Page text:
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  1. Rising Rates Could Cool Industrial Investment, Executives Say “Rising interest rates could pinch freight carriers and put industrial real-estate transactions on pause, executives say, but tighter policy might help if it succeeds in slowing the inflation that is driving up the cost of projects. ‘If there’s any one sector that really needs inflation to get under better control, it is the industrial sector,’ said Kevin Thorpe, chief economist at real-estate services firm Cushman & Wakefield. The Federal Reserve on Wednesday announced it would raise interest rates by 0.75 percentage point and Fed Chairman Jerome Powell said the central bank could follow the largest interest rate increase since 1994 with more rapid hikes this year.” (The Wall Street Journal)
  2. Workers Don’t Feel Quite as Powerful as They Used To “As unemployment claims tick higher and business leaders like Elon Musk try to reassert their in-office dominance, workers are showing a little less swagger and looking for more stability than they did just a few months ago. It’s a strange limbo. Working conditions are about as good as they’ve ever been for many people, and office workers’ complaints can seem petty by historical standards. (Imagine your 2019 self griping about being required to work in an office a few days a month.) Yet a loss of total remote freedom, coupled with sobering economic forecasts, can make it feel like workers’ power is slipping away. Some companies sense the change and are wresting back more control over how much they cater to employees.” (The Wall Street Journal)
  3. Biggest Rate Hike in Decades Removes Some Uncertainty Facing CRE “As recently as 10 days ago, economists had expected that the Fed would opt for a 50 bp increase before data showed more troubling signs of inflation. Fed officials emphasized in its post-meeting statement that ‘inflation remains elevated, reflecting supply-and-demand imbalances related to the pandemic, higher energy prices and broader price pressures.’ Sam Chandan, head of New York University’s Stern Center for Real Estate, said the highest Fed hike in nearly three decades was needed to combat a pace of inflation that is ‘unsustainable’ and also reflects policy makers ‘playing catch-up’ when rates were kept so low for a lengthy period.” (Commercial Observer)
  4. How the Rate Hikes Are Impacting CRE “The Federal Reserve made its boldest move yet yesterday to tamp down inflation with a 0.75 percentage-point rate increase, the largest since 1994. Commercial real estate economists and executives say the industry has already seen impacts from earlier rate hikes, including higher cost of debt capital, tighter underwriting and collapsing deals as lenders and investors grow increasingly cautious.” (Commercial Property Executive)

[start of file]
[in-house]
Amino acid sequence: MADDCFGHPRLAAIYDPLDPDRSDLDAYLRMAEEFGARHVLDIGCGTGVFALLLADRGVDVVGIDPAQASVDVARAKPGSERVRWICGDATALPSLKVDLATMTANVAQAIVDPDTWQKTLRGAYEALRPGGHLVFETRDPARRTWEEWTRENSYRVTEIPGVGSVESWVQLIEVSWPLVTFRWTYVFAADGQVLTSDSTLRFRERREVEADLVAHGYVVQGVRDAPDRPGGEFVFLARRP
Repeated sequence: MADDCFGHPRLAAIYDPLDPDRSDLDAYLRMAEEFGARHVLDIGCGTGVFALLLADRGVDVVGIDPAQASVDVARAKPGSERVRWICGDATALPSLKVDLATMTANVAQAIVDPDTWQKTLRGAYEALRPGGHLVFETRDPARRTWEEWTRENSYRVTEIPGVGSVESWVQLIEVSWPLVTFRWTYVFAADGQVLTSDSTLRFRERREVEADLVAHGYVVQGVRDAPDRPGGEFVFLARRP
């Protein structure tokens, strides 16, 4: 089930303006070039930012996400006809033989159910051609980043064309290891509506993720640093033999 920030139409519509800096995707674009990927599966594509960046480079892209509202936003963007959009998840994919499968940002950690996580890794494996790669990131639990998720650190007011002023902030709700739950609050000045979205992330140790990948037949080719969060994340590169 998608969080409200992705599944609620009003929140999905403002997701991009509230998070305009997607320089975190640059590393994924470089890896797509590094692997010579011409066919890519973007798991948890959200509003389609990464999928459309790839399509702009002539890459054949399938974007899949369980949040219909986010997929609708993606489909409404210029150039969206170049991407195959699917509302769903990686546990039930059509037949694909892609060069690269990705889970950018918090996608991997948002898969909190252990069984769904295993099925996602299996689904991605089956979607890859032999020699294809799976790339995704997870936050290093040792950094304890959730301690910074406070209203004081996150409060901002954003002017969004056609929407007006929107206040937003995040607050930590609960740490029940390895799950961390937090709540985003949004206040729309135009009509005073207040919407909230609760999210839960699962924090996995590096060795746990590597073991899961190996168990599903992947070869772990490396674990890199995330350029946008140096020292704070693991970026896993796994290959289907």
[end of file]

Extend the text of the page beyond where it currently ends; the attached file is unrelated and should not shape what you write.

5. Real Estate Companies Lay Off Workers Amid ‘Clear Signals’ of a Housing Downturn. “The real estate brokerages Compass and Redfin are laying off employees, a sign that the housing market is cooling as higher interest rates make mortgages more expensive and rising inflation squeezes incomes. Glenn Kelman, Redfin’s chief executive, announced a cut of about 8 percent of the company’s work force in an email to employees on Tuesday, citing sinking demand, which was 17 percent lower than expected last month.” (The New York Times)
  6. As PREIT Enacts Reserve Stock Split, CEO Says Ship Has Been ‘Righted’ “Despite a sinking stock price and uncertainty about the company’s future, PREIT CEO Joe Coradino says he sees a ‘bright future’ ahead as the Philadelphia mall owner enacts a 1-for-15 reverse stock split.” (Philadelphia Business Journal)
  7. Lego Is Building a $1 Billion Factory in Virginia to Capitalize on its Fast-Growing U.S. Base “Lego Group plans to build a US factory in Chesterfield County, Virginia, to better supply one of its biggest markets. The $1 billion investment will create almost 1,800 jobs, the Danish company said. Sales for the world’s largest toy maker jumped by more than a third for the 12 months to September last year, Insider reported, while operating profits more than doubled.” (Insider)
  8. 5 Years Later: Amazon’s Whole Foods Buy a Study in Hubris and Determination “Amazon is continuing its push into grocery real estate, though some say it needs to separate art and science when it comes to retail.” (Bisnow)
  9. When Baking and Real Estate Collide “CIM invested in Tartine’s café and bakery business. Coffee Manufactory planned to move into Jack London Square, a waterfront neighborhood in Oakland where CIM was pursuing redevelopment. For CIM, Coffee Manufactory was intended to be an anchor tenant—a business that could attract customers and other businesses, increasing the over-all value and cachet of the area. ‘It’s hard to grow these types of communities in the right way,’ Jordan told the San Francisco Chronicle, in 2017. CIM, he continued, ‘gets it, essentially. They see consumers want an organic and local experience.’” (The New Yorker)

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